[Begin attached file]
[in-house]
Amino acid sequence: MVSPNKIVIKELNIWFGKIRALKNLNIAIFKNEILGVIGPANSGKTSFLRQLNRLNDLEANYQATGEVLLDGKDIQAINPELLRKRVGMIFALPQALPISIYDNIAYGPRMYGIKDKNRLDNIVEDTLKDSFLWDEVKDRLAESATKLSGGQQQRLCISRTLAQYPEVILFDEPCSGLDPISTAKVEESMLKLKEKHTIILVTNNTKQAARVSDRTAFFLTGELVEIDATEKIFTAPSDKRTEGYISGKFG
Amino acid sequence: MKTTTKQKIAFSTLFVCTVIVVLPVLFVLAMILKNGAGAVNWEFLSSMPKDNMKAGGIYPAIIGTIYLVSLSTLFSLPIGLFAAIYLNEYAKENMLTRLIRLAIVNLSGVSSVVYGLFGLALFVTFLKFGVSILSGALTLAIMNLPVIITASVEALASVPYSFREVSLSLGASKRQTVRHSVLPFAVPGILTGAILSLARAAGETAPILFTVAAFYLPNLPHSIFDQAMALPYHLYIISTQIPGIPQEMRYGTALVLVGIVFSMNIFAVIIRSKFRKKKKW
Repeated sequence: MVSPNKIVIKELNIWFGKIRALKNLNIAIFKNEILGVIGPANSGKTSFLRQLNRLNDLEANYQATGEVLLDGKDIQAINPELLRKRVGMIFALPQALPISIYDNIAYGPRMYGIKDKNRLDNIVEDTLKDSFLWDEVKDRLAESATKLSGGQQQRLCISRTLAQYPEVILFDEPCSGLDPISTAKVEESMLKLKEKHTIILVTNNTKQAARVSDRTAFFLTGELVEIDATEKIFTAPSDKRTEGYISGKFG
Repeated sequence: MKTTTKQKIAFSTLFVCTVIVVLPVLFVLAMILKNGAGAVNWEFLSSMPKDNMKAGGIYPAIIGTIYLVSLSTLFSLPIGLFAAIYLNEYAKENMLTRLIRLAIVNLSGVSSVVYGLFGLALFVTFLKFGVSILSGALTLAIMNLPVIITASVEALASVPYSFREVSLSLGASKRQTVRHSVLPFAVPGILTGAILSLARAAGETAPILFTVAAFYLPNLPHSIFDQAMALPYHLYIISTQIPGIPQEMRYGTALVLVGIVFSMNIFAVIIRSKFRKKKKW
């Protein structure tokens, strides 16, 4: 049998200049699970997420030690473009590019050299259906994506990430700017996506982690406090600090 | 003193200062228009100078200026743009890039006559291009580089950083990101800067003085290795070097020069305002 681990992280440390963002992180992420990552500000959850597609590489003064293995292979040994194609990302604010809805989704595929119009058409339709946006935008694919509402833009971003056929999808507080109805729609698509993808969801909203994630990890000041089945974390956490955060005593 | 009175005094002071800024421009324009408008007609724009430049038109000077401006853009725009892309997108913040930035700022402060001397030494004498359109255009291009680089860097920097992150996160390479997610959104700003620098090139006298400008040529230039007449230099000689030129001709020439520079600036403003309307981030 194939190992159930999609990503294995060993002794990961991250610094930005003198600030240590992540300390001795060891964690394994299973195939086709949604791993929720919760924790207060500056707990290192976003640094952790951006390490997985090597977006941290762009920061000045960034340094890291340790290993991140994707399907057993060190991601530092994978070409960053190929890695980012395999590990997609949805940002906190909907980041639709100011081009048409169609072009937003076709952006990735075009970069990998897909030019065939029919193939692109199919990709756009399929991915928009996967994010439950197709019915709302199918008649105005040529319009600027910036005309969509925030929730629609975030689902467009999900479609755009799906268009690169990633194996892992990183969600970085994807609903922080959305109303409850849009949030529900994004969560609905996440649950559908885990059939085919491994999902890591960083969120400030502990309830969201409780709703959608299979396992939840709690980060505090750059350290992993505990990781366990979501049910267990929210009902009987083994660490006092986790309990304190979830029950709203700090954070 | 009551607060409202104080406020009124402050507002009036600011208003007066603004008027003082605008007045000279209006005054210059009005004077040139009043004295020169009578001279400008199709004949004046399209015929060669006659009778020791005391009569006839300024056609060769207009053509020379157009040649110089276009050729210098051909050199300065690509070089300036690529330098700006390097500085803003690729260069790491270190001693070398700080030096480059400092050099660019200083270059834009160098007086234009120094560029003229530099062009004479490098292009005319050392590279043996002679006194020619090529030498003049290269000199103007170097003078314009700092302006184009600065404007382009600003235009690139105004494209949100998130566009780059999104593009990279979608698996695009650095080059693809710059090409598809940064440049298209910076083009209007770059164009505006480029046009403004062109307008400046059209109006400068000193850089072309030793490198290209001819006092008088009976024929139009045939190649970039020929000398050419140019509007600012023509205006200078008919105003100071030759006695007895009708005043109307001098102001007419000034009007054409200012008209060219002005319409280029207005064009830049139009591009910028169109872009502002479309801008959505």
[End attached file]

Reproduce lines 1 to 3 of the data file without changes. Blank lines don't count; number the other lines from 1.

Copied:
[in-house]
Amino acid sequence: MVSPNKIVIKELNIWFGKIRALKNLNIAIFKNEILGVIGPANSGKTSFLRQLNRLNDLEANYQATGEVLLDGKDIQAINPELLRKRVGMIFALPQALPISIYDNIAYGPRMYGIKDKNRLDNIVEDTLKDSFLWDEVKDRLAESATKLSGGQQQRLCISRTLAQYPEVILFDEPCSGLDPISTAKVEESMLKLKEKHTIILVTNNTKQAARVSDRTAFFLTGELVEIDATEKIFTAPSDKRTEGYISGKFG
Amino acid sequence: MKTTTKQKIAFSTLFVCTVIVVLPVLFVLAMILKNGAGAVNWEFLSSMPKDNMKAGGIYPAIIGTIYLVSLSTLFSLPIGLFAAIYLNEYAKENMLTRLIRLAIVNLSGVSSVVYGLFGLALFVTFLKFGVSILSGALTLAIMNLPVIITASVEALASVPYSFREVSLSLGASKRQTVRHSVLPFAVPGILTGAILSLARAAGETAPILFTVAAFYLPNLPHSIFDQAMALPYHLYIISTQIPGIPQEMRYGTALVLVGIVFSMNIFAVIIRSKFRKKKKW